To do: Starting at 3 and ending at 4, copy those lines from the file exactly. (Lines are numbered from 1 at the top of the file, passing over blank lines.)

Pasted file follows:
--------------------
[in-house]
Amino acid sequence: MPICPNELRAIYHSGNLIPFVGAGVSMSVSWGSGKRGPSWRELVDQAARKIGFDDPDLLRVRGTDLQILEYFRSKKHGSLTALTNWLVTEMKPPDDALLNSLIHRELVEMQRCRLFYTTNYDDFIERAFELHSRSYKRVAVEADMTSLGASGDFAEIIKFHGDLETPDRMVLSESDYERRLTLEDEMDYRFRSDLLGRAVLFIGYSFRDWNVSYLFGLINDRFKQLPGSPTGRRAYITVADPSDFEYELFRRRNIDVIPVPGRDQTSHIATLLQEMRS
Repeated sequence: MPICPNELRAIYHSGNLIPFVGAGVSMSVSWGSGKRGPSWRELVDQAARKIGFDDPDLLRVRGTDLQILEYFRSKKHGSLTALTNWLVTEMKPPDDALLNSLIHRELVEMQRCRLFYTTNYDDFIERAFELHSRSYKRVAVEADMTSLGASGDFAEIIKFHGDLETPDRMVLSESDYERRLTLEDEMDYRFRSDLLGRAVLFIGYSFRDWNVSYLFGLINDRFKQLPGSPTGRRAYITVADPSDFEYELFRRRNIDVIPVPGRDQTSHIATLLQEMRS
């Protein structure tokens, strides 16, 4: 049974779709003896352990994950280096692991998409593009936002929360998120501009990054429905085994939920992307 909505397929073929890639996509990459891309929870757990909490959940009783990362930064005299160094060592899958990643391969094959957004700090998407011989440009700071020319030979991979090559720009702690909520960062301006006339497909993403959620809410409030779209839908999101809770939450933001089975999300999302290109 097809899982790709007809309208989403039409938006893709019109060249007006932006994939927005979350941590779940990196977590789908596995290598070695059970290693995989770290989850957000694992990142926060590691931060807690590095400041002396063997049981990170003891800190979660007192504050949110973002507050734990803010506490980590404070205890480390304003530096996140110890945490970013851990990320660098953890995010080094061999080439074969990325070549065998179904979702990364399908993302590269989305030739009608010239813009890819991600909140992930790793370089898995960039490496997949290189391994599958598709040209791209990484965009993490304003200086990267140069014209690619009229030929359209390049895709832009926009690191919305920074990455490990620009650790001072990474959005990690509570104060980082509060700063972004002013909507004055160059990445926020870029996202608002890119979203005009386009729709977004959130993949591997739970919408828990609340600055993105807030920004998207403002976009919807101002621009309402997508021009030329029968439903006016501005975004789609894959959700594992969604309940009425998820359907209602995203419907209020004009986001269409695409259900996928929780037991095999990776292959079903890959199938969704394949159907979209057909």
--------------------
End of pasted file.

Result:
Repeated sequence: MPICPNELRAIYHSGNLIPFVGAGVSMSVSWGSGKRGPSWRELVDQAARKIGFDDPDLLRVRGTDLQILEYFRSKKHGSLTALTNWLVTEMKPPDDALLNSLIHRELVEMQRCRLFYTTNYDDFIERAFELHSRSYKRVAVEADMTSLGASGDFAEIIKFHGDLETPDRMVLSESDYERRLTLEDEMDYRFRSDLLGRAVLFIGYSFRDWNVSYLFGLINDRFKQLPGSPTGRRAYITVADPSDFEYELFRRRNIDVIPVPGRDQTSHIATLLQEMRS
């Protein structure tokens, strides 16, 4: 049974779709003896352990994950280096692991998409593009936002929360998120501009990054429905085994939920992307 909505397929073929890639996509990459891309929870757990909490959940009783990362930064005299160094060592899958990643391969094959957004700090998407011989440009700071020319030979991979090559720009702690909520960062301006006339497909993403959620809410409030779209839908999101809770939450933001089975999300999302290109 097809899982790709007809309208989403039409938006893709019109060249007006932006994939927005979350941590779940990196977590789908596995290598070695059970290693995989770290989850957000694992990142926060590691931060807690590095400041002396063997049981990170003891800190979660007192504050949110973002507050734990803010506490980590404070205890480390304003530096996140110890945490970013851990990320660098953890995010080094061999080439074969990325070549065998179904979702990364399908993302590269989305030739009608010239813009890819991600909140992930790793370089898995960039490496997949290189391994599958598709040209791209990484965009993490304003200086990267140069014209690619009229030929359209390049895709832009926009690191919305920074990455490990620009650790001072990474959005990690509570104060980082509060700063972004002013909507004055160059990445926020870029996202608002890119979203005009386009729709977004959130993949591997739970919408828990609340600055993105807030920004998207403002976009919807101002621009309402997508021009030329029968439903006016501005975004789609894959959700594992969604309940009425998820359907209602995203419907209020004009986001269409695409259900996928929780037991095999990776292959079903890959199938969704394949159907979209057909």